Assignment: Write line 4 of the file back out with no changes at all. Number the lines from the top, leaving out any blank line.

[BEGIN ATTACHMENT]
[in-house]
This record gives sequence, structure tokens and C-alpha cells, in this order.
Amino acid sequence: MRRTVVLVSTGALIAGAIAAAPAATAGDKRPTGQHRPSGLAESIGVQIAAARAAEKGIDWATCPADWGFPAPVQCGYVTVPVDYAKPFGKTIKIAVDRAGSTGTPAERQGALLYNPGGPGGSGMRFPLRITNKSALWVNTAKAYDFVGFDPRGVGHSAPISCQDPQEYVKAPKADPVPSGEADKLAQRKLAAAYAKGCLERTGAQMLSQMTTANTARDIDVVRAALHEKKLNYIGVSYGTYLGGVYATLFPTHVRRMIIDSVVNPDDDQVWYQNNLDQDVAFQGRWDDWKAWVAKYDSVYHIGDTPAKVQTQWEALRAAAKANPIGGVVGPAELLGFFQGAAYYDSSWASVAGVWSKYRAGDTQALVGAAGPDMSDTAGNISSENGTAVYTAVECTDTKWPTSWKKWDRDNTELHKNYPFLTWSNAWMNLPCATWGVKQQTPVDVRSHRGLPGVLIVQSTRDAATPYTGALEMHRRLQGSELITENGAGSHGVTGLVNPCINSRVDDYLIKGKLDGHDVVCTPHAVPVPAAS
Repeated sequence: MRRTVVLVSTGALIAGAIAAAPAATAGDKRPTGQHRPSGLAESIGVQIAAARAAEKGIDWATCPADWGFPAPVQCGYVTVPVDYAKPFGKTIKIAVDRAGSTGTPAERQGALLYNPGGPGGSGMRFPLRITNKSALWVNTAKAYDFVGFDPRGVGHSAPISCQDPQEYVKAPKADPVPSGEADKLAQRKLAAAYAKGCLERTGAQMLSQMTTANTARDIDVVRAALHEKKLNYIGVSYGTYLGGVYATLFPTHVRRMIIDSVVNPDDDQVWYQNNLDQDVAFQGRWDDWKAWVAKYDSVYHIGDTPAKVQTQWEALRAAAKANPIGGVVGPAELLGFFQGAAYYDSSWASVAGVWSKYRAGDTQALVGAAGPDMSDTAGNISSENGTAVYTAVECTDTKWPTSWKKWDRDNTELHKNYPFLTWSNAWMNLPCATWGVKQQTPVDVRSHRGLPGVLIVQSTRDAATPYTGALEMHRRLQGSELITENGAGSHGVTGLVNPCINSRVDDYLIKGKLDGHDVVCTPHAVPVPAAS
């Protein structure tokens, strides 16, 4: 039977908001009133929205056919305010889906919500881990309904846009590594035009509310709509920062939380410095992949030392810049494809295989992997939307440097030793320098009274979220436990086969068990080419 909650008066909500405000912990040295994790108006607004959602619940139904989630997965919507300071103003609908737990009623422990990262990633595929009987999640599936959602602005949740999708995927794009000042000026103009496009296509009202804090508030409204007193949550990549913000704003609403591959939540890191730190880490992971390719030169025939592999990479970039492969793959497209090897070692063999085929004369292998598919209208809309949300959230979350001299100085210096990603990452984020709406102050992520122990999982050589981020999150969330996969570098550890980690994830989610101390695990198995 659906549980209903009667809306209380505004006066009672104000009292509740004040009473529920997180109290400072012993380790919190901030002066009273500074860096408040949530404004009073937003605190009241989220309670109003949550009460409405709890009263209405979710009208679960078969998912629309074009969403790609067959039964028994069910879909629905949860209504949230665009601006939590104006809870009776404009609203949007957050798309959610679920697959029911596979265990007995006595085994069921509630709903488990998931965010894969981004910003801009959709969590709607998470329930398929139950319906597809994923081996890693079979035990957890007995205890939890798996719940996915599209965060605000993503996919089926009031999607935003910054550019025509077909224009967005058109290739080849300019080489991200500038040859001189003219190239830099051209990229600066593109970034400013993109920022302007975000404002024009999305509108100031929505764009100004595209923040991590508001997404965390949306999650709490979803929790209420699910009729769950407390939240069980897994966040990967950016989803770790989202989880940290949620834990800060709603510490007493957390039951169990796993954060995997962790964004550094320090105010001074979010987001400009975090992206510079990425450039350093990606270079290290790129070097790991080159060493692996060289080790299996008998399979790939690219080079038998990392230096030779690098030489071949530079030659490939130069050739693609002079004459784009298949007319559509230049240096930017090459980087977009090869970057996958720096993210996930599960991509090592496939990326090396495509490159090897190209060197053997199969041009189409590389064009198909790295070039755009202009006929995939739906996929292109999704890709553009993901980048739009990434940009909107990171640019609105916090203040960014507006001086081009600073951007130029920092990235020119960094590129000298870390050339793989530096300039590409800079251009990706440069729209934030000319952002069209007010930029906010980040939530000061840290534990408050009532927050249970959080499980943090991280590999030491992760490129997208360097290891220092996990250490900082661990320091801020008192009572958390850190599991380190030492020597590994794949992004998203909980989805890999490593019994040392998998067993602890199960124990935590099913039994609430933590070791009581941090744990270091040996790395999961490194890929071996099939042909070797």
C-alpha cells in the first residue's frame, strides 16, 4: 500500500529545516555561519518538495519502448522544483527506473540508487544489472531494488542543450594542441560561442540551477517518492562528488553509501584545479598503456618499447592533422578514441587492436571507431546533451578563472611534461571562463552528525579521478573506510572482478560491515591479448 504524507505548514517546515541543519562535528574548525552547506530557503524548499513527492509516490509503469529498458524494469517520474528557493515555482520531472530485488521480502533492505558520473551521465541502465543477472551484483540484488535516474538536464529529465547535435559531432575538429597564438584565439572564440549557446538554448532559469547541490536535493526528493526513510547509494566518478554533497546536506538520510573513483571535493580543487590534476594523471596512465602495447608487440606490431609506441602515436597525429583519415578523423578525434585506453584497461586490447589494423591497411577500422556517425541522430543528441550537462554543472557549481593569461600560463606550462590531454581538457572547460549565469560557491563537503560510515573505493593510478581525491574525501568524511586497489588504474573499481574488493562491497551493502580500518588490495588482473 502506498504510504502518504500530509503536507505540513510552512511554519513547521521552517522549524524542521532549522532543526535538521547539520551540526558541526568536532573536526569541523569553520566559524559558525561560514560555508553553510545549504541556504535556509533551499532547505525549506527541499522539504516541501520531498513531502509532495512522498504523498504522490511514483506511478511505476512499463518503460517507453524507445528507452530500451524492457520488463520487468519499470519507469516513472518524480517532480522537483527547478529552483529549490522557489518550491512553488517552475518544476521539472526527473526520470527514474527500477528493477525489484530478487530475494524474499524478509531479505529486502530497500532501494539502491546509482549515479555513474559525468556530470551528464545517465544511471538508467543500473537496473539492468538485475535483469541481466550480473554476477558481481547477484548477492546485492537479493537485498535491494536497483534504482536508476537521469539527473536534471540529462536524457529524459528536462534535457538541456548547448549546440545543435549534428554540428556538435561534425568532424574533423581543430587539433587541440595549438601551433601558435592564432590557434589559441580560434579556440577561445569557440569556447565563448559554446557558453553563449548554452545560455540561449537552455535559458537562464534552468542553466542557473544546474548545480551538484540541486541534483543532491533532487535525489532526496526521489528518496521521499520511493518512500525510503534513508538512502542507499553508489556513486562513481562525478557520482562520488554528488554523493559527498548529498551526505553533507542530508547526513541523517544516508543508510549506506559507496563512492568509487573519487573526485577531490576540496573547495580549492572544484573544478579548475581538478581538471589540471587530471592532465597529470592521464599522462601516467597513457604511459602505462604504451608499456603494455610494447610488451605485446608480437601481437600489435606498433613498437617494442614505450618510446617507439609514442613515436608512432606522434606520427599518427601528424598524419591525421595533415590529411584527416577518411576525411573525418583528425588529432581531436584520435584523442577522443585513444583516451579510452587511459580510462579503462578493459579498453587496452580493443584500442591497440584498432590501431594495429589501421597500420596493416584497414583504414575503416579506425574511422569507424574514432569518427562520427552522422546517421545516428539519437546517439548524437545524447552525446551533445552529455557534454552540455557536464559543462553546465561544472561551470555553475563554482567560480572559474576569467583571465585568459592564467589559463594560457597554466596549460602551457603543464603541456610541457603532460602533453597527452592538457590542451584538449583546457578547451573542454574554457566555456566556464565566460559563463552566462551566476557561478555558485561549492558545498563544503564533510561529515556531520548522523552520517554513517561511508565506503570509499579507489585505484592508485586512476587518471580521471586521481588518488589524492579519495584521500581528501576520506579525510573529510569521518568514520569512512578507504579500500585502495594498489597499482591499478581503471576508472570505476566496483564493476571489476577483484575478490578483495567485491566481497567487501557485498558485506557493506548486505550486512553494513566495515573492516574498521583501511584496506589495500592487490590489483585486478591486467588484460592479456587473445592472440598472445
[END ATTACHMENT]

Repeated sequence: MRRTVVLVSTGALIAGAIAAAPAATAGDKRPTGQHRPSGLAESIGVQIAAARAAEKGIDWATCPADWGFPAPVQCGYVTVPVDYAKPFGKTIKIAVDRAGSTGTPAERQGALLYNPGGPGGSGMRFPLRITNKSALWVNTAKAYDFVGFDPRGVGHSAPISCQDPQEYVKAPKADPVPSGEADKLAQRKLAAAYAKGCLERTGAQMLSQMTTANTARDIDVVRAALHEKKLNYIGVSYGTYLGGVYATLFPTHVRRMIIDSVVNPDDDQVWYQNNLDQDVAFQGRWDDWKAWVAKYDSVYHIGDTPAKVQTQWEALRAAAKANPIGGVVGPAELLGFFQGAAYYDSSWASVAGVWSKYRAGDTQALVGAAGPDMSDTAGNISSENGTAVYTAVECTDTKWPTSWKKWDRDNTELHKNYPFLTWSNAWMNLPCATWGVKQQTPVDVRSHRGLPGVLIVQSTRDAATPYTGALEMHRRLQGSELITENGAGSHGVTGLVNPCINSRVDDYLIKGKLDGHDVVCTPHAVPVPAAS